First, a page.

Privilege on trial: A gripping new drama puts a property heiress in the dock for murder – and asks you to be the judge
- BBC1’s Showtrial is made by the same producers as Bodyguard and Line Of Duty
- Celine Buckens stars as Talitha, the key suspect in a woman’s disappearance
- Six-part series explores the mysterious falling out she had with the victim
A poor little rich girl, a brilliant lawyer and a young woman missing, presumed dead. So far, so clichéd… but BBC1’s new thriller Showtrial is made by the same producers as Bodyguard and Line Of Duty, and from the off it’s utterly compelling.
Key to the suspense is the extraordinary relationship between Talitha (Celine Buckens), the key suspect in the woman’s disappearance, and her lawyer Cleo Roberts (Tracy Ifeachor). Cleo is the solicitor called in to help when Talitha is arrested in connection with the suspected murder of working class student Hannah Ellis. And Talitha is not an easy person to like.
‘She’s the daughter of a famous property developer – a name everyone in our fictional world knows,’ says Celine. ‘But she’s estranged from her father and, because she isn’t taking any money from him, she’s gone into online sex work. It’s interesting, she’s privileged yet having to fend for herself and she faces prejudice because of her decisions.
BBC1’s new thriller Showtrial stars Celine Buckens as Talitha, the key suspect in a woman’s disappearance. Pictured: Cleo and Talitha
‘She went to the same university as the victim but they had a falling out, the extent of which takes the whole series to establish. There’s a mystery to it.’
Talitha is rude to everyone, including the solicitor who’s helping her. ‘I think this stroppiness and irreverence comes because she doesn’t take any situation seriously,’ says Celine.
‘As it gets more serious, that changes a bit, but she never behaves as you’d expect. That’s kind of why she’s so seductive as a character.’ Cleo is also a bit mysterious – a former hotshot lawyer, she’s now at the bottom of the ladder as a duty criminal solicitor.
‘If I met her in real life I would be intimidated,’ says Tracy. ‘But she just wants the best for her client. I spent time speaking to solicitors and they told me that they meet these people when they’re having their worst days. That’s something to bear in mind when Cleo and Talitha meet, she gives her a lot of grace.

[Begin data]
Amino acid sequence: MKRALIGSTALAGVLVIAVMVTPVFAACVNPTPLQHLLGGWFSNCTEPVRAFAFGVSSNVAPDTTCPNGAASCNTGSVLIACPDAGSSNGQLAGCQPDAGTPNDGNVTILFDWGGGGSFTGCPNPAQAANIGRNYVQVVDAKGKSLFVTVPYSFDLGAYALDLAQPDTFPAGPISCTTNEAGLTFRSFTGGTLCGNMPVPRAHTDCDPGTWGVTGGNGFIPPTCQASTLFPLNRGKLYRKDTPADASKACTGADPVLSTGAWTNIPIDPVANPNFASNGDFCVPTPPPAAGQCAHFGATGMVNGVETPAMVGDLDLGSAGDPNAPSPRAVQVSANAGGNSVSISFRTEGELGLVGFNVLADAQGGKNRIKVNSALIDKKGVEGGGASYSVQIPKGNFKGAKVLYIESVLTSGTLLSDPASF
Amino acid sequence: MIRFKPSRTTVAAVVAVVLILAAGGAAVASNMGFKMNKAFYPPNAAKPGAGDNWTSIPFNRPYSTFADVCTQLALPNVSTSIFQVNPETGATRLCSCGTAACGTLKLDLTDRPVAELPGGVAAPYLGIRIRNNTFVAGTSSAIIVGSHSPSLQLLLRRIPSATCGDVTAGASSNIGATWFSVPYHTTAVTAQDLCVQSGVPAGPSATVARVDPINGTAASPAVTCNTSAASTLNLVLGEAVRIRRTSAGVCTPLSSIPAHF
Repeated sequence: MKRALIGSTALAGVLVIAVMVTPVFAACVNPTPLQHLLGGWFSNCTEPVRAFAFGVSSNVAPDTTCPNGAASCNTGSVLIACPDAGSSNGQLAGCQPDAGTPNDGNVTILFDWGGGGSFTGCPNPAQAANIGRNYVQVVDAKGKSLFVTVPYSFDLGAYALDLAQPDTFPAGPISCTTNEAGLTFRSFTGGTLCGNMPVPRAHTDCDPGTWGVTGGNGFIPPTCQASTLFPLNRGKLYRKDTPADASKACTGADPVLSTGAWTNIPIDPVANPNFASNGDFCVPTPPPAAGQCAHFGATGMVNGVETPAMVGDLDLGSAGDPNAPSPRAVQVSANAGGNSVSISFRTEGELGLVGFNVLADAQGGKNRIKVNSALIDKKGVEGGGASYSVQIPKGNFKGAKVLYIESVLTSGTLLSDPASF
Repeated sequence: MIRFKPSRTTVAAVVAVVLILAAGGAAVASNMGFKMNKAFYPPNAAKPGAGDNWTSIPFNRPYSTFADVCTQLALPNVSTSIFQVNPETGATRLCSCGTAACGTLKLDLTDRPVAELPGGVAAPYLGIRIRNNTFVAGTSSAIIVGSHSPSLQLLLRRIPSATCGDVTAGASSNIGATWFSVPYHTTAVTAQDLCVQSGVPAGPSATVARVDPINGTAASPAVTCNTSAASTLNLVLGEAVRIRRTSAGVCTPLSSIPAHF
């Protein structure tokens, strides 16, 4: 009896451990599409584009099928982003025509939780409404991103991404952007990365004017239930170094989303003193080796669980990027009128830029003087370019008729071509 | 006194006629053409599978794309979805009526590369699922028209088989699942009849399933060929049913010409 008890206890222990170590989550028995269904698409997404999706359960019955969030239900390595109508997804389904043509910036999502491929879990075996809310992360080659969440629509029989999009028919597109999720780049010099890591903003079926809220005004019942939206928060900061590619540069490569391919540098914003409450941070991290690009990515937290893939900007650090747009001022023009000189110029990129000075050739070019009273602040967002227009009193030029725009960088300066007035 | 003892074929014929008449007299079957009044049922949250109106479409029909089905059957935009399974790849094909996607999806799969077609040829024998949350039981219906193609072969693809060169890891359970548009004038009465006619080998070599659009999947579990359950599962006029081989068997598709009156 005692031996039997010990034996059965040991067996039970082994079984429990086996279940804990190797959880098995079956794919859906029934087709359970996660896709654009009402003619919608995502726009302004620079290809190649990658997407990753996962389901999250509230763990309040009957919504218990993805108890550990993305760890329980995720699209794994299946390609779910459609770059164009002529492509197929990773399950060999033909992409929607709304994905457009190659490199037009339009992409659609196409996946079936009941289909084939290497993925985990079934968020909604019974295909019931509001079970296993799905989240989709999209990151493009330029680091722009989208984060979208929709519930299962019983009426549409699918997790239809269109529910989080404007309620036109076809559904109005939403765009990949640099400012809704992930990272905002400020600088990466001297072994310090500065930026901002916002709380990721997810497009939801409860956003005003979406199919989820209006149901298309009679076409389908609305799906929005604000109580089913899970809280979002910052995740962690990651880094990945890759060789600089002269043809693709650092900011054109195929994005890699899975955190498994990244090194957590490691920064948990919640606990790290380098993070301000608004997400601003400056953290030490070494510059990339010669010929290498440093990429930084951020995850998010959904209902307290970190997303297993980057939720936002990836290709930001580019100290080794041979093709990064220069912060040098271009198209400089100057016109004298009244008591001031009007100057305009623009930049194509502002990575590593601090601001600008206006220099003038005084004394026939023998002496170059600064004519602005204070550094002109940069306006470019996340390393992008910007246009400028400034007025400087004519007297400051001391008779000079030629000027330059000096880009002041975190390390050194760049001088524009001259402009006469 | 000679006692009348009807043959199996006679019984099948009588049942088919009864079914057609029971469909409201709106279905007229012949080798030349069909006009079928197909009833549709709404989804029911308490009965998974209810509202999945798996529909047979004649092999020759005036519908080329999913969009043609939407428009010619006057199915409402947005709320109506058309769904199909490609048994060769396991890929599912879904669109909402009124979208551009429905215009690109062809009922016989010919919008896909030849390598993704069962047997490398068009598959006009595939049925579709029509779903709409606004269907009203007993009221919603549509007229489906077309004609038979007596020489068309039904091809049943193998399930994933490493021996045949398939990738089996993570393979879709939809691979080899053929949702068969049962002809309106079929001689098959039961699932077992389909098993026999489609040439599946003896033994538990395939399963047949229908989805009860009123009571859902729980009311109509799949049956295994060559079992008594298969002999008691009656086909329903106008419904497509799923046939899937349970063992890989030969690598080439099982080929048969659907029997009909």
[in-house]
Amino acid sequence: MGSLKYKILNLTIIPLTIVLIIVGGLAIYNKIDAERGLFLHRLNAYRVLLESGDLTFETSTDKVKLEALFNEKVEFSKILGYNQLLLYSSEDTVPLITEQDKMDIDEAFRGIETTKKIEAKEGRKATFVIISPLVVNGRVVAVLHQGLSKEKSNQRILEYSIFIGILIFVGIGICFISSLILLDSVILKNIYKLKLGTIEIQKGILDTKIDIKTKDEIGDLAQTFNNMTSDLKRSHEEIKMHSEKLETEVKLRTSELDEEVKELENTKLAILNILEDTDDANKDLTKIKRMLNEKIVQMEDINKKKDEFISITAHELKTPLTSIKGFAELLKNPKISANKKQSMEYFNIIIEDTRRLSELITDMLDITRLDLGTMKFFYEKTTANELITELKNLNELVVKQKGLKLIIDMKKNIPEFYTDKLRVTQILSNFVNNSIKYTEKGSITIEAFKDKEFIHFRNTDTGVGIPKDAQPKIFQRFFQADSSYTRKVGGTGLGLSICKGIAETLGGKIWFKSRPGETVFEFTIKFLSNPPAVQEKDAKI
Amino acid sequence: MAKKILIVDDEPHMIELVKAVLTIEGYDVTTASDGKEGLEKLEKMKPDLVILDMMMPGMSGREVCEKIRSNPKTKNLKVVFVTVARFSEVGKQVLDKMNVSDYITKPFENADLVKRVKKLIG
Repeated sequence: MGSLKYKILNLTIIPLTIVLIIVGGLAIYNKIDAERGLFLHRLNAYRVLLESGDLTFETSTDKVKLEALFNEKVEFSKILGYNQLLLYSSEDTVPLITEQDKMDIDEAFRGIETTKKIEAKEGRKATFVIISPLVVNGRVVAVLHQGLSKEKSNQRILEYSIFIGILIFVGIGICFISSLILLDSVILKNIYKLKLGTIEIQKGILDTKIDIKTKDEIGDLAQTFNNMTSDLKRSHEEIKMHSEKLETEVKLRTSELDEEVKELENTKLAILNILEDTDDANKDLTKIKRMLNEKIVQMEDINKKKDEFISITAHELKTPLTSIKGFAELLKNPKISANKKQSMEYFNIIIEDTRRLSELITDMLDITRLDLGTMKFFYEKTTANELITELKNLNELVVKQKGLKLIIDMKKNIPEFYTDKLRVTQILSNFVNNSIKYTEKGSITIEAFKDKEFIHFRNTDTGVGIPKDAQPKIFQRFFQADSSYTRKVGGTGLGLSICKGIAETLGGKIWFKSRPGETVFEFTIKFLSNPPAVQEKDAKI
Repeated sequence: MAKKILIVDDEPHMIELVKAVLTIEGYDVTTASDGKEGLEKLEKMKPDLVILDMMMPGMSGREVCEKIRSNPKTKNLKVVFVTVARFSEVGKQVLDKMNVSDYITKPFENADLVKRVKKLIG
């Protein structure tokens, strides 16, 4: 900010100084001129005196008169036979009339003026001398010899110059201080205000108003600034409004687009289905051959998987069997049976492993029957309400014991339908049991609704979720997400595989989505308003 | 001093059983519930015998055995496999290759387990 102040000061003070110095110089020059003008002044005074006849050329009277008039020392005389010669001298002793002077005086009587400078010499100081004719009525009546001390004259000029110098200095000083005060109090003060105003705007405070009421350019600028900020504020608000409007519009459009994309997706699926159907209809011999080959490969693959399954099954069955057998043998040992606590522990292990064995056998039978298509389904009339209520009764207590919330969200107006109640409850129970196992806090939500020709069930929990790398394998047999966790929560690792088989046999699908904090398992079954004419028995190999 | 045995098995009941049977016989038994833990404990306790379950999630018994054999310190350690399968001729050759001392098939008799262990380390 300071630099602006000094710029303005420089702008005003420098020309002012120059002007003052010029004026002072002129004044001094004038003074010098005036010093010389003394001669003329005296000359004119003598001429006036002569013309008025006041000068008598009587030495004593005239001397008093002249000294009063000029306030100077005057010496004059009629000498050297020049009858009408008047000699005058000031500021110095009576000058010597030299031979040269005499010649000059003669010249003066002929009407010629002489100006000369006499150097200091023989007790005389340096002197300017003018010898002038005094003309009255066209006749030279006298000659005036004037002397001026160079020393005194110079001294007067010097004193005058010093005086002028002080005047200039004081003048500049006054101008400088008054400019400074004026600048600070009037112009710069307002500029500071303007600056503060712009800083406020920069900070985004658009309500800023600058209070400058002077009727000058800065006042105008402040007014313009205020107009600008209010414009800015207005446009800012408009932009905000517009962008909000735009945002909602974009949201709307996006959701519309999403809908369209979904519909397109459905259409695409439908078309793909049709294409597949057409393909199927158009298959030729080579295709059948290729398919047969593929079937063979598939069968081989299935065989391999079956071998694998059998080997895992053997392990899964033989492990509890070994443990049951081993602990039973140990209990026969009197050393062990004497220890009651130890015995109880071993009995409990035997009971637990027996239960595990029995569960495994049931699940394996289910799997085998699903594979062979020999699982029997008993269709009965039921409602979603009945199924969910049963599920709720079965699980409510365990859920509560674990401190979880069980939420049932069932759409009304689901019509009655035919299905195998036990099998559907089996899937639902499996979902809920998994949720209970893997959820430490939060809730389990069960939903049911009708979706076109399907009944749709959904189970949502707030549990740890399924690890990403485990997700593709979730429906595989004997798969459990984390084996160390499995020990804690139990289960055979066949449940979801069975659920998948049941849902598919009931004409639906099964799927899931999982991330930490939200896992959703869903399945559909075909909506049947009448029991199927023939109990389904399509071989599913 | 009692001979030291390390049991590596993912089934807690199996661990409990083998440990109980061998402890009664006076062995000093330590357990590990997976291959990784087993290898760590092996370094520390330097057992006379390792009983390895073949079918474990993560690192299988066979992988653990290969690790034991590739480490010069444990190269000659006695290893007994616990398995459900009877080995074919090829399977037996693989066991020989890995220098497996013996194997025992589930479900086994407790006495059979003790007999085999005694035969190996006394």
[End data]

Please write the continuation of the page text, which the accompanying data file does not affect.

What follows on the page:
‘But as the series continues, they test each other. I think Cleo may be the only person in Talitha’s life who has ever said, “No, you can’t do that, you can’t behave like that.” She wants to help but it’s hard when someone won’t help themselves. Cleo lives life by the book. She’s quite prim, adding a dark humour to the piece. They’re such an odd couple that it was a lot of fun to play.’
The six-part series also stars James Frain as Talitha’s father Damian Campbell, and Sinead Keenan as DI Paula Cassidy who becomes convinced that Talitha is guilty. But as the title suggests, the drama is less about the investigation and more about the trial of a beautiful, wealthy young woman, which becomes sensationalised.
Celine Buckens said the series gets us to look at how we’re influenced by our own prejudices. Pictured: Talitha
‘While the show isn’t based on any particular case, it draws inspiration from many that have been in the news,’ says Tracy.
‘We’ve all seen cases where someone has been falsely named in connection with a crime. There wasn’t any DNA evidence, their alibi stacked up, but we’d been thinking, “It’s them” and they’re convicted in the court of public opinion.
‘The show gets us to look at how we’re influenced by our own prejudices. How we need to disregard things like gender or race to try and find the facts.’ Celine agrees.
‘What becomes emphasised is how strongly people start to feel about the trial, how invested they become. And that isn’t just people looking in. The show was so interesting to me because it looks at the criminal justice system in a way that many dramas don’t.
It asks the question of whether the police sometimes place personal prejudice over due diligence and that is something we should all be thinking about.’
Showtrial starts tomorrow at 9pm on BBC1.